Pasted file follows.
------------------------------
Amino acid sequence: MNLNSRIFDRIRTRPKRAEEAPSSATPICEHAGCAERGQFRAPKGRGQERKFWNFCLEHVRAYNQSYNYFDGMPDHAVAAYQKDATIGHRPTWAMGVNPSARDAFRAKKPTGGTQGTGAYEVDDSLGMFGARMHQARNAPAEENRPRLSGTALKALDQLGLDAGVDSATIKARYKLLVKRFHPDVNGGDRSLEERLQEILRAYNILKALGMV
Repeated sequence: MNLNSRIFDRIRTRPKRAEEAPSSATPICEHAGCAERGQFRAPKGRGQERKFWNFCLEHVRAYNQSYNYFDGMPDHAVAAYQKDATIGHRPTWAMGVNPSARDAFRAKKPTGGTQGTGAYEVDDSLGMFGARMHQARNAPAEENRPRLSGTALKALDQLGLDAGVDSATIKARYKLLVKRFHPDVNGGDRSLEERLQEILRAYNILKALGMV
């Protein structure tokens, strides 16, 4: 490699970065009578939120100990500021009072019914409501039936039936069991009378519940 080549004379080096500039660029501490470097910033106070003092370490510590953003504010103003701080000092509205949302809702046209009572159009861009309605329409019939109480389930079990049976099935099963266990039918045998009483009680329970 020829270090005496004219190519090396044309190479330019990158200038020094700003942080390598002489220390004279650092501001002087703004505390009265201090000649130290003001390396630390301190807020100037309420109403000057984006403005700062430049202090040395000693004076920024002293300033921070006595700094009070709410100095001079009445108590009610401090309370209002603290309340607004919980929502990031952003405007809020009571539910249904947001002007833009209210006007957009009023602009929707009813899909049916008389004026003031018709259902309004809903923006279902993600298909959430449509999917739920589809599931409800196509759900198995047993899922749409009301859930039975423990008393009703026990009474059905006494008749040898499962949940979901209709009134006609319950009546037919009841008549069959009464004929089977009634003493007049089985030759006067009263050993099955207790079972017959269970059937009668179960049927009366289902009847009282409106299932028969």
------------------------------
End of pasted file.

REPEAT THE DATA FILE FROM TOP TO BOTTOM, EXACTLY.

Amino acid sequence: MNLNSRIFDRIRTRPKRAEEAPSSATPICEHAGCAERGQFRAPKGRGQERKFWNFCLEHVRAYNQSYNYFDGMPDHAVAAYQKDATIGHRPTWAMGVNPSARDAFRAKKPTGGTQGTGAYEVDDSLGMFGARMHQARNAPAEENRPRLSGTALKALDQLGLDAGVDSATIKARYKLLVKRFHPDVNGGDRSLEERLQEILRAYNILKALGMV
Repeated sequence: MNLNSRIFDRIRTRPKRAEEAPSSATPICEHAGCAERGQFRAPKGRGQERKFWNFCLEHVRAYNQSYNYFDGMPDHAVAAYQKDATIGHRPTWAMGVNPSARDAFRAKKPTGGTQGTGAYEVDDSLGMFGARMHQARNAPAEENRPRLSGTALKALDQLGLDAGVDSATIKARYKLLVKRFHPDVNGGDRSLEERLQEILRAYNILKALGMV
């Protein structure tokens, strides 16, 4: 490699970065009578939120100990500021009072019914409501039936039936069991009378519940 080549004379080096500039660029501490470097910033106070003092370490510590953003504010103003701080000092509205949302809702046209009572159009861009309605329409019939109480389930079990049976099935099963266990039918045998009483009680329970 020829270090005496004219190519090396044309190479330019990158200038020094700003942080390598002489220390004279650092501001002087703004505390009265201090000649130290003001390396630390301190807020100037309420109403000057984006403005700062430049202090040395000693004076920024002293300033921070006595700094009070709410100095001079009445108590009610401090309370209002603290309340607004919980929502990031952003405007809020009571539910249904947001002007833009209210006007957009009023602009929707009813899909049916008389004026003031018709259902309004809903923006279902993600298909959430449509999917739920589809599931409800196509759900198995047993899922749409009301859930039975423990008393009703026990009474059905006494008749040898499962949940979901209709009134006609319950009546037919009841008549069959009464004929089977009634003493007049089985030759006067009263050993099955207790079972017959269970059937009668179960049927009366289902009847009282409106299932028969």